While the last major study on total PRI usage in the U.S. was performed nearly a decade ago, a recent empirical study on PRIs indicate that community foundations and family foundations are less active in making PRIs than independent foundations. It also finds that newer and larger foundations (either in terms of asset or staff size) were more likely to use PRIs.
For example, the Ford Foundation –a PRI pioneer – has committed over $600 million for PRIs and sets aside an average $25 million annually for new investments. The Gates Foundation has allocated $1.5 billion in PRIs. The David and Lucile Packard Foundation has made over $750 million in PRIs since 1980. And the Kresge Foundation announced that it would put 10% of its endowment, or $350 million, into impact investing by 2020. Just to name a few.
Barriers to Entry
The Center for High Impact Philanthropy at UPenn asked what is deterring foundations from using PRIs and identified the following barriers:
- A lack of basic understanding of PRIs, including how they can help advance a foundation’s strategy;
- A lack of the requisite skillset to perform PRIs (e.g. financial and legal analysis);
- Difficulty measuring the success of PRI outcomes, due to gaps in data and technical expertise (legal and financial analysis infrastructure).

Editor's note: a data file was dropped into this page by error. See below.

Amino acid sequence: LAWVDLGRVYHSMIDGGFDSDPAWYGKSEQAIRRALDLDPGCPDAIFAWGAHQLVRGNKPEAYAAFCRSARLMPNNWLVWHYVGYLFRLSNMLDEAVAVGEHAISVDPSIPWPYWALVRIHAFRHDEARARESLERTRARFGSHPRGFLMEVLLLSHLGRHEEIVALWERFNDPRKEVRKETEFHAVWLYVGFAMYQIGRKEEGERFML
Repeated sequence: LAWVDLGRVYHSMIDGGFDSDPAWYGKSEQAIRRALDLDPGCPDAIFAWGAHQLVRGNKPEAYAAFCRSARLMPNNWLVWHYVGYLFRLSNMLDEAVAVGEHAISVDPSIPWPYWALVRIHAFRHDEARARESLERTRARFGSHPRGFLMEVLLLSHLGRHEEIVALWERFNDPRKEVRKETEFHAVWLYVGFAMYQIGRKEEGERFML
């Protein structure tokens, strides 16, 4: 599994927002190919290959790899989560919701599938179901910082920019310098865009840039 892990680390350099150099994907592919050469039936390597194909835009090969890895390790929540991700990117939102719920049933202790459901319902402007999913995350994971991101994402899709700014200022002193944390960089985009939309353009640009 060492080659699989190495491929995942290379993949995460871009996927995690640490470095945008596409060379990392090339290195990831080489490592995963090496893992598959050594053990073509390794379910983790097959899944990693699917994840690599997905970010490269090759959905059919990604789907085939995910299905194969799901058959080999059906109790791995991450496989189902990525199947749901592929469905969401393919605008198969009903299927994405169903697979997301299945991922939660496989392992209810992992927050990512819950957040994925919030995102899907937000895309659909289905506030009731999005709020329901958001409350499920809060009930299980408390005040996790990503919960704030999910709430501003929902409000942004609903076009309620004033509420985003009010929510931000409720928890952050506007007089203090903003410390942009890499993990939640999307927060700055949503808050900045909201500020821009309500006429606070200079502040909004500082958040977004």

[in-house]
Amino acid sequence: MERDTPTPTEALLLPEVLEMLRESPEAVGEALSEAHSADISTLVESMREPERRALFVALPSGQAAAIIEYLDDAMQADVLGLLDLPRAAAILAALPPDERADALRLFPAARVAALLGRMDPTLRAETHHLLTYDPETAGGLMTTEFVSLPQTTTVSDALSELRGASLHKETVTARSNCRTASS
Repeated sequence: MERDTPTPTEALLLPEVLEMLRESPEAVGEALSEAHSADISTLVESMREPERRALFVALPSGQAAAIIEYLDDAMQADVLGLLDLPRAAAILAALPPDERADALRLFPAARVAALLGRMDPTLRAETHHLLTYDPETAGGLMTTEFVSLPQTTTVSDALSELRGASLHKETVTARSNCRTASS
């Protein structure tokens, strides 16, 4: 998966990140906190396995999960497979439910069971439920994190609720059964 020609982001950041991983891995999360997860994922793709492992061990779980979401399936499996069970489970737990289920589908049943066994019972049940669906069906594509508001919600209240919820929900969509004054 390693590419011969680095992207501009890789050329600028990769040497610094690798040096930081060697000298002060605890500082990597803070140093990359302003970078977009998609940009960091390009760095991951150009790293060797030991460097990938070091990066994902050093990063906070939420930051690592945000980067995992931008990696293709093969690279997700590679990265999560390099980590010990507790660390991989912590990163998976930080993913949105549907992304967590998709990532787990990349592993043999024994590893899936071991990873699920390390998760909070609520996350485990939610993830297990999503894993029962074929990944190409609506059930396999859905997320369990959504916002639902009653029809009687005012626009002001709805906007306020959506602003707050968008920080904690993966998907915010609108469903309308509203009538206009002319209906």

The foundations leading the way on PRIs have the resources to develop skills and capacity to deeply engage in a PRI strategy. For example, The Gates Foundation relies on a team of experts who work to negotiate term sheets and agreements and to address the legal complexities (e.g. drafting term agreements, ensuring compliance) involved in PRIs. Most foundations lack this expertise.
In sum, PRIs require another layer of due diligence and additional capacity that foundations might not possess or be capable of investing in. Which means fewer organizations are benefitting from PRIs.
Removing the Barriers to PRIs
The Center for High Impact Philanthropy suggests a couple of solutions that may help remove some of these barriers.
- Improve access to reliable financial and social outcomes data through a shared database;
- Develop a shared service of financial, legal and data experts to serve as a resource for foundations;
- Develop mission investing expertise and capacity to educate current and future leaders in the non-profit and philanthropic sectors.
The field also needs increased efforts to raise awareness of PRIs as a plausible tool – particularly for smaller and mid-sized foundations. The current research is outdated. An updated study indicating how PRI usage has changed since the IRS has updated the rules post-2010, and illuminating how smaller foundations make use of PRIs, may help inspire others to adapt strategies that may be more feasible for a foundation’s capacity and governance limitations.
Our world faces mounting, intractable social problems in the face of constrained resources. PRIs offer a tool for foundations to make bigger bets, take more social solutions to scale and leverage foundation dollars in new ways. However, if the sector wants to support the use of PRIs, it needs to remove some of the barriers to entry, including investing in education, training, and shared resources. Doing so may help encourage smaller and mid-sized foundations to start integrating PRI models into their philanthropic strategies.